Boomkat Product Review:
Piotr Kurek scientifically examines the human voice on 'Peach Blossom', extracting and galvanizing rare textures and tones and pairing them with inverted jazz and post-TikTok renaissance music, basically taking choral/early music and adding autotune. Mad, uncomporomising brilliance - essential listening if yr into Wojciech Rusin, James Ferraro, Elysia Crampton.
The intersection of theater and contemporary music is a precarious one. All too often, artists keep themselves at arm's length from the stage in fear of being labeled pretentious or artsy. It's a treat to witness Polish composer Kurek throwing a middle finger up to the naysayers with this lavish and thoroughly histrionic experiment. He takes core elements from music he wrote for a performance at Bavaria's Münchner Kammerspiele of Tian Gebing's "Heart Chamber Fragments", using vocals from actors Komi Togbonou and Martin Weigel alongside spoken word from Chinese performer Xiangjie. These parts are augmented with MIDI and live recordings of various instruments, purposefully obscuring the line between the real world and the digital. It's a concept and pool of ingredients that's so fraught with danger that we were almost sold before we even hit play - and Kurek doesn't disappoint.
Plenty of artists are fascinated with the avant-garde possibilities of AutoTune or pitch correction. It's a facet of the majority of modern pop music, so it stands to reason that its sound is destined to be reshaped by artists who have had their own minds rewired by its ubiquitousness. Kurek makes it his own by approaching with outsized skill: 'The Art of Swapping Hearts' is literally just processed vocals emoting robotically over perfect silence. We're all familiar with the sound, but hearing pitch corrected voices without any accompaniment is chilling and resonant. When the title track swells into being, adding another voice, it's like a mischievous reinvention of early polyphonic choral music. Kurek teases us with both his concept and his palette, and is able to resist theatrical fireworks by being slow, intentional and even-handed.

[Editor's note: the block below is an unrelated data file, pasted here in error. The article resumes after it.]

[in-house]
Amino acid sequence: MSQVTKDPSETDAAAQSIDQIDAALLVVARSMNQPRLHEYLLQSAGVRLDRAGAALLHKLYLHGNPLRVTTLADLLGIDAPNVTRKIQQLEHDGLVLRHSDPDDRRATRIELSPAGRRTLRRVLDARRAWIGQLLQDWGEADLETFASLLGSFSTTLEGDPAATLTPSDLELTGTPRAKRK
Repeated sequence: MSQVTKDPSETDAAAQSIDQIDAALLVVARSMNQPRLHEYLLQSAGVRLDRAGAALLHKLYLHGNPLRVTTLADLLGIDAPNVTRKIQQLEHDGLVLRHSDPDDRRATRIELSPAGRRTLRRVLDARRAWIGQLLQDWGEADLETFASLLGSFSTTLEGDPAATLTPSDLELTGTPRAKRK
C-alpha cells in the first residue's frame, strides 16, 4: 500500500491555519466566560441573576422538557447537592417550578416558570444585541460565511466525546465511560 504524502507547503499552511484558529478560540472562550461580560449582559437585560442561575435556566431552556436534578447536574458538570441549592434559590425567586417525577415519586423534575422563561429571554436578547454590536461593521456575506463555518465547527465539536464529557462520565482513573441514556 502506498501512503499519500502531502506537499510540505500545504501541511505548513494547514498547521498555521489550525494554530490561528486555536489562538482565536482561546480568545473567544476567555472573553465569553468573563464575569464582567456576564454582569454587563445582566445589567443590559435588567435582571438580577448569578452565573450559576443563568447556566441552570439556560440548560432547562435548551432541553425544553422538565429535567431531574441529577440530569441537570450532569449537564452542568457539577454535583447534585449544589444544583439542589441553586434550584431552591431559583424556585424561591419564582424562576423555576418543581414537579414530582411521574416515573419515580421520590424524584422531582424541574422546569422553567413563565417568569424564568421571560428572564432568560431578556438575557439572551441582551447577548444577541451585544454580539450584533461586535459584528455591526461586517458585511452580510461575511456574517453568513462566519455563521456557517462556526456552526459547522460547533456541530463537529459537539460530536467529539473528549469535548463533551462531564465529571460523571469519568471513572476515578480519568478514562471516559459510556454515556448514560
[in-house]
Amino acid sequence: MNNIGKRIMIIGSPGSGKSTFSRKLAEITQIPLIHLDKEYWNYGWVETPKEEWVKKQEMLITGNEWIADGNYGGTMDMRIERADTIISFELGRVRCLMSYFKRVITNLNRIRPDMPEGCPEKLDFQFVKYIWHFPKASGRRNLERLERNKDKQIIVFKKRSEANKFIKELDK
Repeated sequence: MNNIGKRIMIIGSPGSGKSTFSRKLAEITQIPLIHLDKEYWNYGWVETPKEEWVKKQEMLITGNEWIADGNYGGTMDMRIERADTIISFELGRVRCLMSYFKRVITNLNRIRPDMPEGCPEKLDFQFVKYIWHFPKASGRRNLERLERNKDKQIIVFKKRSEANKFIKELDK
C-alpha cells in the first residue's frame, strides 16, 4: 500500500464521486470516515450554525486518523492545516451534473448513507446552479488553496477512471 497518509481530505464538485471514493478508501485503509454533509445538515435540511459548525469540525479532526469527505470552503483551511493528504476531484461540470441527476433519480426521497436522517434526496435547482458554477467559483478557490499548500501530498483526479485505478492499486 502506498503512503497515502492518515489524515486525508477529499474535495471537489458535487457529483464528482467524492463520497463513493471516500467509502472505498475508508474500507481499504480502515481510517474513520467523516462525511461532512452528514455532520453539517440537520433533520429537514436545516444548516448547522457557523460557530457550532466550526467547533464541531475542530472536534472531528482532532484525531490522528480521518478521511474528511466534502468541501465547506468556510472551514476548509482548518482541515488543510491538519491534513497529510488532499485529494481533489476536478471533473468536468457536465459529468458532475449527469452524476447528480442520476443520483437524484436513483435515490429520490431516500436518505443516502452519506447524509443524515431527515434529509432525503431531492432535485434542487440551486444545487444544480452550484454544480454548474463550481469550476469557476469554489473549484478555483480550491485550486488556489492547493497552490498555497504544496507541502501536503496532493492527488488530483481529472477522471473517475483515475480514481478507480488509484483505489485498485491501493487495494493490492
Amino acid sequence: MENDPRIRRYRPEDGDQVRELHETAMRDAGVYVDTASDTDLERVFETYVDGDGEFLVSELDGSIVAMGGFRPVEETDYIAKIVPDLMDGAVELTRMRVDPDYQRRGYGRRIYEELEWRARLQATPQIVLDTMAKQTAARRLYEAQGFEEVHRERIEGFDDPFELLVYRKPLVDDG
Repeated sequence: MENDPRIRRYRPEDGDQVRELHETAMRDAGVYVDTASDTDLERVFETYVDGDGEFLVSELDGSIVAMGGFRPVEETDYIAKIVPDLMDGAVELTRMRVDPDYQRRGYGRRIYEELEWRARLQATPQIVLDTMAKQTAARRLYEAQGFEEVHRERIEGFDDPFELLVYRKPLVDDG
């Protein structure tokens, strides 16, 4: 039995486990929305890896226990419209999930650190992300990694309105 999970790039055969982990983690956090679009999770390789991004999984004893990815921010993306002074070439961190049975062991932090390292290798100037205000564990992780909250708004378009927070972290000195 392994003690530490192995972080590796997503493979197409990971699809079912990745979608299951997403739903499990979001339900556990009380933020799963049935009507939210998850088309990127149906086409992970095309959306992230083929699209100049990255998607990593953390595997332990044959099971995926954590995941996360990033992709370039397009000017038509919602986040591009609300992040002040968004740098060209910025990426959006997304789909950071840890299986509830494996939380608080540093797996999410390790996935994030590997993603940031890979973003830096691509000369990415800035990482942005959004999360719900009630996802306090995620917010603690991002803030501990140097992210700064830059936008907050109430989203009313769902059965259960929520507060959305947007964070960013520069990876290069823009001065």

The album's centerpiece is 'Martin is Crying', a lengthy experiment that finds Kurek playing a voice as if it was a keyboard, using syllables like synth tones and allowing them to cascade against marimba hits. More expressive voices scream around the edges, splitting the difference between contemporary schoolyard emo whining and a ramshackle Shakespearean chorus.
Kurek's a studied listener and adventurous composer who's been able to advance ideas that have been ping-ponging about the edgiest edges of the experimental pool for at least a decade. On 'Peach Blossom' he reduces his sound aesthetically while simultaneously pouring in more intellectual input; the music is stark but incredibly complex, demanding the listener zoom in and marvel at tiny obsessive details. Like the ancient Chinese fable it was named after, the album is beautiful and idealistic, but might just be a utopian delusion.